Title of session: "What's it worth? The Value of Library Services as an Advocacy Tool."
You can find the powerpoint for this presentation here, along with many of the other presentations. TLA was trying to be "green" this year, so they made a lot of the presentations available electronically so you could print them out as you saw fit.
To the presentation then:
(This was a presentation about how to use spreadsheets and what to put in them in order to calculate the value of your library. While they did not focus as much on the nuts and bolts, they gave enough of a sense for anyone who may want to replicate the process. Given my new job focus on outreach, which includes marketing and being the library evangelist, I thought this presentation would be relevant for me. I learned a thing or two).
- To create the spreadsheets, use information that is readily available. This kind of information is often found in annual reports. What you are figuring out is ROI (return on investing).
- Ask what value items you want to use. Some examples are circulation stats, reference transactions, databases, etc.
- Tool: Maine State Library, Library Value Calculator.
- The value of website hits. Base this on Google's rate for clicks (this is based on the advertising concept).
- They noted that a $3 to $8 ROI was considered good (I take it that it was based on their situation). Remember that this is services returned to the community.
- Constantly communicate value to users. Focus on service quality.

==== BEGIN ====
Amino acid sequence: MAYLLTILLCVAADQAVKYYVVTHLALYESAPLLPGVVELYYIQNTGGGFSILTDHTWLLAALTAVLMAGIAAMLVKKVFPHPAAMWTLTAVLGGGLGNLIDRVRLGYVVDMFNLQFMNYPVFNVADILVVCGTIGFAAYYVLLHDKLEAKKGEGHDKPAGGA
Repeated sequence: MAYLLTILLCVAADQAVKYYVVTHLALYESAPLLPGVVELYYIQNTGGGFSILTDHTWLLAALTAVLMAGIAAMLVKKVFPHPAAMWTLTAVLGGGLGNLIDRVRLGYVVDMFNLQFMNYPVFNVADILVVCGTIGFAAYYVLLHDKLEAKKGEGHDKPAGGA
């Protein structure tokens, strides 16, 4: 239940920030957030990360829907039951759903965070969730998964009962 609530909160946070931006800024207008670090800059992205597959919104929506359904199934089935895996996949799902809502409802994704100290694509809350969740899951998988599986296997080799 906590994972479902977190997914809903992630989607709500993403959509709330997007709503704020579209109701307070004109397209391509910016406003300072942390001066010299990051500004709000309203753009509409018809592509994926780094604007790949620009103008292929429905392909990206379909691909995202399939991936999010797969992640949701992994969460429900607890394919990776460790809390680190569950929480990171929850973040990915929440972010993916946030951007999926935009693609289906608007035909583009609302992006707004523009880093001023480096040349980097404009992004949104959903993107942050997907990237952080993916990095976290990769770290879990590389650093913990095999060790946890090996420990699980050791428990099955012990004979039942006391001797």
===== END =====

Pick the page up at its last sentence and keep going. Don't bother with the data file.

- Show cost-effectiveness. Ask: what if you had to buy the services?
- Library users take good technology for granted in the library. (I know this is the case here. The day before I had a student I had to teach at the reference desk who told me her story of how she lived in a rural area where nothing better than dial-up was available. She had to come to campus to use the faster connection, going to the point of staying out in the library parking lot after hours to get the wireless. You want to talk digital divide sometime? Anyhow, this is something we can certainly use to show our value and argue for better funding.)
- Ask: what's in it for me? (well, we should encourage patrons to ask that). Ask: what needs does the library meet?
- Find stories and anecdotes from users. Use personal accounts and testimonials. (The concept of telling the library story is one I have been pondering for a while since I got here. One place I was doodling with the idea is here.)
- Ask: what difference does the library make? How does the library impact the community in a positive way? (Another idea or two I have been kicking around for a while. I have been reading things about it here and here for example.)